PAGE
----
Proc GLM (basics)

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Proc GLM is the preferred procedure for doing univariate analysis of variance (ANOVA), multivariate analysis of variance (MANOVA), and most types of regression.

Proc anova could also be used to do the analysis of variance when the design is balanced. The only advantage in using proc anova is that it uses less computational resources. Its use is recommended only for large projects in which experts have insured that the design is balanced.

The file pig.dat contains data on the birth weight of poland china pigs in 8 litters (from Scheffe). The layout of the file is the litter number followed by the birth weights for the litter. Note that there are unequal litter sizes. The underlying model is that each litter has some mean birth weight. The hypothesis to be tested is that these means are the same for all of the litters.

A data set called pig is created which contains 2 variables litter and weight. The variable litter contains the litter number; each corresponding value of weight contains the birth weight of a piglet. The model is that weight depends on litter. The question of interest is whether this dependence really exists. Note that litter is a qualitative variable here which serves only to distinguish between (potentially) different populations.

A basic analysis using proc glm proceeds as follows.

proc glm 
	data=pig;
	class litter;
	model weight = litter;
run;

The class statement specifies that litter is a QUALITATIVE variable. All qualitative independent variables in the model should be listed in the class statement. Independent variables which appear in the model but not in the class statement are treated as QUANTITATIVE variables in the model. This allows proc glm to perform regression and analyze analysis of covariance type models.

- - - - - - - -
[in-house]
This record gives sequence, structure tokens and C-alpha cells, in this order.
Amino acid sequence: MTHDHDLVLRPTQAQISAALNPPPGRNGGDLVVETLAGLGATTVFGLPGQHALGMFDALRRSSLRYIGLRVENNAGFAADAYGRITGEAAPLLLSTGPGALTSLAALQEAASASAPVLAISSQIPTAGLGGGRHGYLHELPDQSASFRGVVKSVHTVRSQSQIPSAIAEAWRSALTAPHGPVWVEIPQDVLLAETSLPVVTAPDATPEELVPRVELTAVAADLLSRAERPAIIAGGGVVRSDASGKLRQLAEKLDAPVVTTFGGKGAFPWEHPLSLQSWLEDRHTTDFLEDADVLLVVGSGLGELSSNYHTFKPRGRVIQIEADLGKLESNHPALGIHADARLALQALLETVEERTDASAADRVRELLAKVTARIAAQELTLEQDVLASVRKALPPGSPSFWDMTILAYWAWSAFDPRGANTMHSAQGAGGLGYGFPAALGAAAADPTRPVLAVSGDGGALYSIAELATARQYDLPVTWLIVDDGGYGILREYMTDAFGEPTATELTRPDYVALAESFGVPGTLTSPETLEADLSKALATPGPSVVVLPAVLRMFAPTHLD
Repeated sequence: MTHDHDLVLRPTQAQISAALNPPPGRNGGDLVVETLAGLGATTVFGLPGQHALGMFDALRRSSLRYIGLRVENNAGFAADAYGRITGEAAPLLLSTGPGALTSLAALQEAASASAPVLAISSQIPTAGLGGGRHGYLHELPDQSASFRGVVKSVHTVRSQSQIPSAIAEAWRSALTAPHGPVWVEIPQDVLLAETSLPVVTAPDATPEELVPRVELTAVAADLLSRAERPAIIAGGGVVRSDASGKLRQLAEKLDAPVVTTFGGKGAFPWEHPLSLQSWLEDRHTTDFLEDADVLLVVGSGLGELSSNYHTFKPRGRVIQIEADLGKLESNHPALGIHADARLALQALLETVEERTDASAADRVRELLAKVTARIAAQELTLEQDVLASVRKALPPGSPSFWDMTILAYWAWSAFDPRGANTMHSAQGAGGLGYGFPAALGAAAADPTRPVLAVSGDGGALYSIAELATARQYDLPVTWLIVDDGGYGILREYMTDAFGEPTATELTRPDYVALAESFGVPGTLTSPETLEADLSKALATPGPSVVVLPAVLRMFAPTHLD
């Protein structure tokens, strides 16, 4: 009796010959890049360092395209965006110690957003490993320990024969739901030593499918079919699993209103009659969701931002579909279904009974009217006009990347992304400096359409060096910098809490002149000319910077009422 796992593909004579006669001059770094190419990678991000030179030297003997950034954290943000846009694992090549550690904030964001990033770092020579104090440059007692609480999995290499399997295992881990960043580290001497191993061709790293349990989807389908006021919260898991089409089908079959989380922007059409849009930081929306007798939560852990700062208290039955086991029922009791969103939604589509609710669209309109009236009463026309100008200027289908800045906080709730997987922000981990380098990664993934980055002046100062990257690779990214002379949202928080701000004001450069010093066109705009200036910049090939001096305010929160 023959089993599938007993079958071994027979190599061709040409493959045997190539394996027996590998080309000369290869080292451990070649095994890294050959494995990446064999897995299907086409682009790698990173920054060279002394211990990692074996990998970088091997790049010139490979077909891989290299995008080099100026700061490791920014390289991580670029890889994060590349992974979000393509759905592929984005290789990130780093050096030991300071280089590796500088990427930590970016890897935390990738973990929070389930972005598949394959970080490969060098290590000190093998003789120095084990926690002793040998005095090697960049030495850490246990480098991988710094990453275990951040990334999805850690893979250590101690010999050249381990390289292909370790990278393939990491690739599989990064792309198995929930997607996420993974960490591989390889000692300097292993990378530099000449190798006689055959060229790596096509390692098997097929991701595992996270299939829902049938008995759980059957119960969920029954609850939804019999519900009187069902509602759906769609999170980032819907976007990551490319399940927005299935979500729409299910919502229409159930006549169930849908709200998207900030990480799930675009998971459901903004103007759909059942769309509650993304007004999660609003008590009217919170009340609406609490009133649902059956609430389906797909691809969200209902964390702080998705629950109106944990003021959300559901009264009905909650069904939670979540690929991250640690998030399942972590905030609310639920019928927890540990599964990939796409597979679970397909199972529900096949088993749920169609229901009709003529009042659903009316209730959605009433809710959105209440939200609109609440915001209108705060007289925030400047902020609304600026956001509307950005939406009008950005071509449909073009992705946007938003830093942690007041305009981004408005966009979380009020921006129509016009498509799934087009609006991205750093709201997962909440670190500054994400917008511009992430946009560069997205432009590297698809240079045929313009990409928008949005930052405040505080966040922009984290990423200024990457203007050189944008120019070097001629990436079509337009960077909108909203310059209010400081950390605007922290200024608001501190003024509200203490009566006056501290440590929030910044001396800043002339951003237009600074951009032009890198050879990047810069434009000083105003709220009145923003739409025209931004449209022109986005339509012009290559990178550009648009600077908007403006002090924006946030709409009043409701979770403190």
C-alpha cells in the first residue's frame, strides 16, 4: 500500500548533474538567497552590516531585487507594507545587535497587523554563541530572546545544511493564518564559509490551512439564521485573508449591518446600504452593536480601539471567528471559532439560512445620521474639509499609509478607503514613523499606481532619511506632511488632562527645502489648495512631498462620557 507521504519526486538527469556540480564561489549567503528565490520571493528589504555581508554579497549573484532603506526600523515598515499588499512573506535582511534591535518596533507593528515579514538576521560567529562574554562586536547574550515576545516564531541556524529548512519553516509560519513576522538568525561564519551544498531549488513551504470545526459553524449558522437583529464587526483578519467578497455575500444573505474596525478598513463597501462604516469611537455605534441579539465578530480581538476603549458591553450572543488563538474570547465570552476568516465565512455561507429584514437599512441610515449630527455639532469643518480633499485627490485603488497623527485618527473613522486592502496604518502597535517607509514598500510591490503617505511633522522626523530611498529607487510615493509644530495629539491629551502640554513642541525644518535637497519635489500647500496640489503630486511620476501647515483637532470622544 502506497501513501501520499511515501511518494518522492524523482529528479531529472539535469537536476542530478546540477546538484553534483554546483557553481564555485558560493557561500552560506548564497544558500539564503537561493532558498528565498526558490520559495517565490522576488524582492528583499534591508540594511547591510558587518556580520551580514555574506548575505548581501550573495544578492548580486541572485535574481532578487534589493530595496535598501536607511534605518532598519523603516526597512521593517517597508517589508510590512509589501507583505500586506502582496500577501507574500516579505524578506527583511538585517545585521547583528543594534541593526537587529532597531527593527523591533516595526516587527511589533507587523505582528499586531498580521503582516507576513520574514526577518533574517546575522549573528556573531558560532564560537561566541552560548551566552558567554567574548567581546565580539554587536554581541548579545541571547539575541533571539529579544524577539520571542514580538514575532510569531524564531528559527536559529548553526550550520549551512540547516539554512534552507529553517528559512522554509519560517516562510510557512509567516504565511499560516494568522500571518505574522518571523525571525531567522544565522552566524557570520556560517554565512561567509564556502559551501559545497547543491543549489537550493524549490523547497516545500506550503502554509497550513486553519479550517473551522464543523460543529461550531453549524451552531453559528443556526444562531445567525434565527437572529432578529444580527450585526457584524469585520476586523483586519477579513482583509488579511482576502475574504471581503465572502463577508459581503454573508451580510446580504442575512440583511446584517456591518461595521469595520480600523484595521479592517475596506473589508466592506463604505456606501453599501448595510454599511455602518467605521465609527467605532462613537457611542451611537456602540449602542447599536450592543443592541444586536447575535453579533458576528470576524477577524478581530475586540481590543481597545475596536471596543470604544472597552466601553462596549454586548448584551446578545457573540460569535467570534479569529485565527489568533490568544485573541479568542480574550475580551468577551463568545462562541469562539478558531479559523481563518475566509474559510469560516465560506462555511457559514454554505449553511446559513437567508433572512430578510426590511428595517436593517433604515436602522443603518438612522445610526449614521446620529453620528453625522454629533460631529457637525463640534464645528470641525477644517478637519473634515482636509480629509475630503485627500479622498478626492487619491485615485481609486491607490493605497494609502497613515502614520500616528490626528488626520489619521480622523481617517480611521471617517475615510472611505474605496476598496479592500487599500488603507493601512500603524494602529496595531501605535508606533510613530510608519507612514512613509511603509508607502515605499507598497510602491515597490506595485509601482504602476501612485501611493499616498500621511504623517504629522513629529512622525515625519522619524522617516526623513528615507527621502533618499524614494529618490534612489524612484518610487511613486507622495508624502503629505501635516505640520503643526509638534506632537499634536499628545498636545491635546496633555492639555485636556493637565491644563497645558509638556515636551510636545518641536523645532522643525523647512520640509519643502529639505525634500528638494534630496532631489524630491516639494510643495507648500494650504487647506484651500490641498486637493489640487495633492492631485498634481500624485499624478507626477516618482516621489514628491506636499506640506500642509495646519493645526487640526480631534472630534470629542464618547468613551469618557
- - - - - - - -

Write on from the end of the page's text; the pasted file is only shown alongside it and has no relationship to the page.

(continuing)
The model statement specifies the dependent variable (weight) and independent variable (litter).

The output of this procedure is a standard analysis of variance table. Two types of sums of squares are produced. In virtually all cases, it is the TYPE III sums of squares and their associated tests that are of interest.

A more in depth analysis is obtained as follows.

proc glm 
	data=pig;
	class litter;
	model weight=litter /solution e;
	means litter /bon tukey scheffe alpha=0.10 ;
run;

The solution option of the model statement prints a solution to the normal equations, i.e., the estimate of the parameter vector in the general linear model.

The e option of the model statement produces a print out which specifies the general form of the estimable functions for the model. This is useful for more advanced analysis using contrast and estimate statements.

The means statement produces pairwise comparisons of the means by the method(s) specified in the following options statements. Note that comparisons are only done for the main effects.

The bon option of the means statement produces Bonferroni type groupings of the means.

The tukey option produces groupings of the means using Tukey's method of multiple comparison.

The scheffe option produces groupings of the means using Scheffe's method of multiple comparison.

Actual confidence intervals (rather than just groupings by similar means) produced by these methods can be obtained by specifying the clm option in the means statement.

The alpha=0.10 option specifies that the multiple comparison methods are to be done at the 90% confidence level. If not specified, the value defaults to alpha=0.05 (95% level).

Further options can be found in the online help under SAS SYSTEM HELP--MODELING & ANALYSIS TOOLS--DATA ANALYSIS--(ANALYSIS OF VARIANCE) GLM or in the SAS/STAT User's Guide volume 2.


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Copyright © 1997 by Jerry Alan Veeh. All rights reserved.